We reviewed scientific articles published in journals by electronic databases (Google Scholar, PubMed, Medline, Web of Science, DOAJ, and Scopus) using specific keywords such as “Annona”; “Diabetes mellitus”; “Antioxidants”; “Medicinal plants”; “Antidiabetic”. We reviewed 76 articles that provided data on the use of Annona species to treat diabetes and oxidative damage. The synonyms, taxonomy, and several other botanical distribution and descriptions were retrieved from “The Plant List” (, “Flora of Bangladesh” (, and “CABI” (

Main text

Botanical distribution

Nine species of the Annona genus were characterized in this study, whose botanical representation is summarized in Table 1.

Table 1 Botanical Information of the species

Annona cherimola

Annona cherimola Miller belongs to the genus Annona in the Annonaceae family in magnolias order, which is also provides edible fruit species. It is a steep, semi momentary but low bunched tree. The plant, highly prevalent in Ecuador and Peru is widely distributed throughout the tropics and subtropics of America, Africa, Asia, and even South Europe [8, 9]. Alone or in combination with others, it has been used in Mexican Traditional medicine to treat several diseases like fever, cough, worms, headache, and inflammation. Currently, this is utilized in the treatment of diabetes [10,11,12].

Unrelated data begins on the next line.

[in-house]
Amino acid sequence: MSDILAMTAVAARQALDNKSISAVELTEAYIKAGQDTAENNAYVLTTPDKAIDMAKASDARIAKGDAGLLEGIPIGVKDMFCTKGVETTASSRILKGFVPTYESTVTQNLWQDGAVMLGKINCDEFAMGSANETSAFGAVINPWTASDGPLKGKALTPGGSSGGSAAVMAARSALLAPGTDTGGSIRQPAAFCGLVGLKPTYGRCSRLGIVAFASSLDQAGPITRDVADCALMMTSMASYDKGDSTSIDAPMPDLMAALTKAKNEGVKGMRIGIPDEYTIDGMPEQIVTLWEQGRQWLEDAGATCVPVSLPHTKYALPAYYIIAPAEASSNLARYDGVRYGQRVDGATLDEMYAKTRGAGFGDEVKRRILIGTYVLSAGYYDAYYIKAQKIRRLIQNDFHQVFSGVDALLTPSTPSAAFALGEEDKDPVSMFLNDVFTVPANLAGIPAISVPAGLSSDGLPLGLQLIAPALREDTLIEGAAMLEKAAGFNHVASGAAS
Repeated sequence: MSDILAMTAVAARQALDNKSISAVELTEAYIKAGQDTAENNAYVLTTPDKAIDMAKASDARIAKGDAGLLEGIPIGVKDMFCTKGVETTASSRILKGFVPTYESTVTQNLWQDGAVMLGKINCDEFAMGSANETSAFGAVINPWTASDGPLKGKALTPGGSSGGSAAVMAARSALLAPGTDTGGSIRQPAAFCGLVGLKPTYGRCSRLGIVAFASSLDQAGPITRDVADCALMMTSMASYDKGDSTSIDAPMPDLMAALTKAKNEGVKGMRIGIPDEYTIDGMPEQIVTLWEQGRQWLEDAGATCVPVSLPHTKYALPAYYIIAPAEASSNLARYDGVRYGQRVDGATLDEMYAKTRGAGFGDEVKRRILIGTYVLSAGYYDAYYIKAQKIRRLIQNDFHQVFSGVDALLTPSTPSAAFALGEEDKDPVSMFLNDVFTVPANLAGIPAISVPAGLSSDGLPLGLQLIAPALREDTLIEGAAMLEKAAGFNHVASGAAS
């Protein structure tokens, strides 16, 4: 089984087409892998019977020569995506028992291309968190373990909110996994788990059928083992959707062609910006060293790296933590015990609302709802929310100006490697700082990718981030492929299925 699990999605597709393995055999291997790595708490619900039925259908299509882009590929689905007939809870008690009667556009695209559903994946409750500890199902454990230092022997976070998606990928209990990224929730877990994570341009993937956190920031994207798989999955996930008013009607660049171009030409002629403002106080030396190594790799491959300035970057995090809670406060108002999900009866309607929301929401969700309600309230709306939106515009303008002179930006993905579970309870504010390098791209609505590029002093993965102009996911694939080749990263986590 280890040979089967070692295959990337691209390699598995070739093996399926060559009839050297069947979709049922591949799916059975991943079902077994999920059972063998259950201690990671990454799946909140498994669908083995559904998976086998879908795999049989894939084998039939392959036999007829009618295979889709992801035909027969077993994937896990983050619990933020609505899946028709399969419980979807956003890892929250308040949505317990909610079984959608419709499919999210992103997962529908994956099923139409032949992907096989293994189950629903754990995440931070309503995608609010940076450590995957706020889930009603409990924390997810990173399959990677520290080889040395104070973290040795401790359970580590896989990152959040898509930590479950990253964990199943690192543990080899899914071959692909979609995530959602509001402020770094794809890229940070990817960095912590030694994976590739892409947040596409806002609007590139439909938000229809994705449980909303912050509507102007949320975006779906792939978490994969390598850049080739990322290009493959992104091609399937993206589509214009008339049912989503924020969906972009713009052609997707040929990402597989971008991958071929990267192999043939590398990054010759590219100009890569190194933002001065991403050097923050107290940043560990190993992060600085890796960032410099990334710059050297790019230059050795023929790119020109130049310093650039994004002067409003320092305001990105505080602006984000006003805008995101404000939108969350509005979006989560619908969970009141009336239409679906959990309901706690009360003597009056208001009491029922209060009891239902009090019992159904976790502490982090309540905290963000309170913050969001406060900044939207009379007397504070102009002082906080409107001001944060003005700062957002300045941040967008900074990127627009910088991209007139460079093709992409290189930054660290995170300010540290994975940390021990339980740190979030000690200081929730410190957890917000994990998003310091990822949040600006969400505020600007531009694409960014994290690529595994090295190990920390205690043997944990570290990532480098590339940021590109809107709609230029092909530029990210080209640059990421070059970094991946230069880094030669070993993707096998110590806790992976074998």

Annona squamosa

Annona squamosa L., known as custard apple, generally is an endemic of the West Indies, and throughout India, it is well grown. Annona squamosa is renowned for its anti-diabetic properties among tribal men in and around Aligarh district’s village in Uttar Pradesh [13].. There, native people make a mixture of 4–5 newly emerged leaves with five grains of black pepper early in the morning to treat diabetes. Continuing the therapy ensured up to 80% positive results [13].

Annona macroprophyllata

Annona macroprophyllata Donn. Sm. is yet another species that is known to be classified under the genus Annona. It is referred to as “ilama,” a common tree in central Mexico. It is familiar by “papauce” or “anona blanca” in the Southeast [14, 15]. Its fruits are consumed as food, but its leaves are used as anticonvulsants [16]. In traditional medicine, it is also prescribed as an analgesic and anti-inflammatory agent [17].

Annona muricata

Annona muricata is a well-known member of the Annonaceae family and the Annona genus. It is commonly known as sour-sop. It is employed for treating diabetes, hypertension, fever, pain, and against worms and vomiting [18]. Several pharmacological studies showed that Annona muricata possess vasodilator, cardio-depressive, antispasmodic, antihypertensive, antimutagen, anticonvulsant antiviral, antidiabetic, and antioxidant properties [26,27,28,29,30].

Annona reticulata

Annona reticulata in India is typically known as “custard apple” or “heart bullock.” It is locally useful in the treatment of epilepsy, dysentery, cardiac problem, parasite and worm infection, constipation, and bacterial infection [19].

Annona carcans